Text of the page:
The strained relationship between the NRL and the players has deteriorated even further with players from two clubs boycotting events and threatening to pull out of the season launch.

The NRL is facing a player revolt that includes a boycott of the game’s official season launch and all promotional activity in the build-up to the premiership kick-off in March.

Cronulla Sharks players kicked off a player-driven campaign on Monday by refusing to take part in a planned photograph and interview session for the NRL’s website.

Photographer Grant Trouville had his equipment set up at Shark Park before being informed by veteran forward Wade Graham the players had chosen not to participate.

Local rivals St George Illawarra followed suit on Monday night when the club cancelled a media opportunity scheduled for Tuesday morning, despite sending an email earlier in the day seeking expressions of interest to attend.

A Dragons official confirmed on Monday night that the cancellation was part of the players’ escalating collective bargaining agreement standoff with the NRL.

The Daily Telegraph understands other clubs will be joining the boycott of promotional and marketing activities.

It is a protest against the NRL for the delays in finalising a new collective bargaining agreement.

The RLPA leadership group, including Wade Graham, Christian Welch, Isaah Yeo and Daly Cherry Evans will meet on Monday night for further talks on possible future collective action.

“This action is being driven by the players,” a senior player told The Daily Telegraph.

“The NRL doesn’t understand how unhealthy the relationship is with both the men and women.

“This is not about pay. It’s about the way the NRL have lacked respect in negotiations.”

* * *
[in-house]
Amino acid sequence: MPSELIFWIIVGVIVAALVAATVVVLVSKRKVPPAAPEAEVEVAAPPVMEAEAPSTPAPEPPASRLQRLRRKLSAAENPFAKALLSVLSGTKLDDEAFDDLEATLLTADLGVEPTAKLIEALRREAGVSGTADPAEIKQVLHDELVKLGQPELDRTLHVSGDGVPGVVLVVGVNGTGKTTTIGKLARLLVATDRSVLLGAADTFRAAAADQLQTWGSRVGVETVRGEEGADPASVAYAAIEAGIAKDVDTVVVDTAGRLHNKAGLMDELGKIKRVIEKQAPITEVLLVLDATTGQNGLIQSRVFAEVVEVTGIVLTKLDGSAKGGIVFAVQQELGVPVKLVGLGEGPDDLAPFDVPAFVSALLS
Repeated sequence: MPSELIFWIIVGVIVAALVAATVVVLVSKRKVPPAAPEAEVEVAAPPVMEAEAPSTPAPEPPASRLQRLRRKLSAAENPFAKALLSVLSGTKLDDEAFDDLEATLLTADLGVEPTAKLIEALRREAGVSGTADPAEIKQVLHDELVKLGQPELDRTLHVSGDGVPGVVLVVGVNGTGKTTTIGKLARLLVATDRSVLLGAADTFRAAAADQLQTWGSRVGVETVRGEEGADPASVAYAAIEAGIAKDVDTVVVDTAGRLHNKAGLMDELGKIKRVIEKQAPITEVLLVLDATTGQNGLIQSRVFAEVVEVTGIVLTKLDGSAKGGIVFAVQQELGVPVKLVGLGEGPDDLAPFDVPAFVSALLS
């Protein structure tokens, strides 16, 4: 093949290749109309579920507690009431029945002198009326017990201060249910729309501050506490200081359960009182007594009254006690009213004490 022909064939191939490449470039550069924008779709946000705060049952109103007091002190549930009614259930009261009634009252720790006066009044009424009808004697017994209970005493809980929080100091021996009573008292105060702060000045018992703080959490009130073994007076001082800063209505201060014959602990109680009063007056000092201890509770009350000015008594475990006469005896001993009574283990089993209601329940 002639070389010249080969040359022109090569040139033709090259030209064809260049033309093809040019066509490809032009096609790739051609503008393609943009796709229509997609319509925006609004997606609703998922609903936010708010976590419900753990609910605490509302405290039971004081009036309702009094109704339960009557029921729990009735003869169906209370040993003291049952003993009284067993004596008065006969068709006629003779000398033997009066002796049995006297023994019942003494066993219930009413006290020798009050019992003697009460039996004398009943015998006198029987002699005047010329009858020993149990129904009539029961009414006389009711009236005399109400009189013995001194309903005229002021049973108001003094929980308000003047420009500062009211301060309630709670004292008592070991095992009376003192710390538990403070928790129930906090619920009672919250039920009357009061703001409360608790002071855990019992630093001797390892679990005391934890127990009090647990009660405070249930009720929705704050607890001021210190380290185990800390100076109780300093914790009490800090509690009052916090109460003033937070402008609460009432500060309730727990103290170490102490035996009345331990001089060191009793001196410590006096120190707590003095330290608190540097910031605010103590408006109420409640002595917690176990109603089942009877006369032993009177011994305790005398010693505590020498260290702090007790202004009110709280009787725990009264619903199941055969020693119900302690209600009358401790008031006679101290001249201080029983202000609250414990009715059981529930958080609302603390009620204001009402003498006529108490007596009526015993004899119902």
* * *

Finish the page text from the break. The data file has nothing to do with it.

The season launch is now under threat.

An NRL spokesman on Monday said: “We are aware of some players not participating in today’s club photo sessions with NRL staff. We are in ongoing discussions with the RLPA regarding these and other issues and look forward to an exciting 2023 season for our fans.”

In late December the NRL took the unprecedented step of announcing its salary cap for the next five years, infuriating the players because they had yet to reach an agreement.

Melbourne Storm co-captain Welch accused the NRL last week of showing a lack of respect for the RLPA in negotiations and pointed to the fact the players had not let that affect the product for the fans.

“The game is for the fans. We love rugby league, we love playing it. We don’t want to disrupt it, Welch told The Daily Telegraph’s Michael Carayannis on SEN breakfast radio.

“We’ve seen that throughout the year with State of Origin, finals series, World Cup, there hasn’t been one instance where players have taken away from the game or the fans when, at times, we probably could have where we’ve felt a real lack of respect from the NRL in terms of negotiations.

“We just want to get a deal done, stop talking about this and just focus on footy.”

Players have taken to social media in recent days to drive the campaign.

Cowboys halfback Chad Townsend posted: “We want a well-funded Past Players Program, better funding for the Injury Hardship Fund, funding for a Medical Support Fund, agreement rights on our employment conditions, match fees outside the cap, and a first-ever CBA for women. Their salary cap announcement doesn’t resolve any of that but it’s their way of hindering our wishes.”

NRL has offered $1.347b in total player payments, up from $980m in the previous CBA.

The NRL has announced ahead of 2023, a salary cap of $12.1 million, which is a 25 per cent increase on what was available in 2022.

The minimum salary for players will increase from $80,000 to $120,000 and players who have a standard rachet clause will have an 18 per cent increase in their playing fee.

Kurt Capewell: “We didn’t ask for a salary cap without a CBA. We wanted to negotiate and agree to a CBA that includes a salary cap – that’s how all major sports work. Instead, the NRL have tried to bypass the RLPA and wave a shiny toy of an increased salary cap in front of players and ignore the other vitally important areas we’ve been advocating for.”

Originally published as CBA negotiations between the NRL and RLPA in tatters as players boycott planned media events

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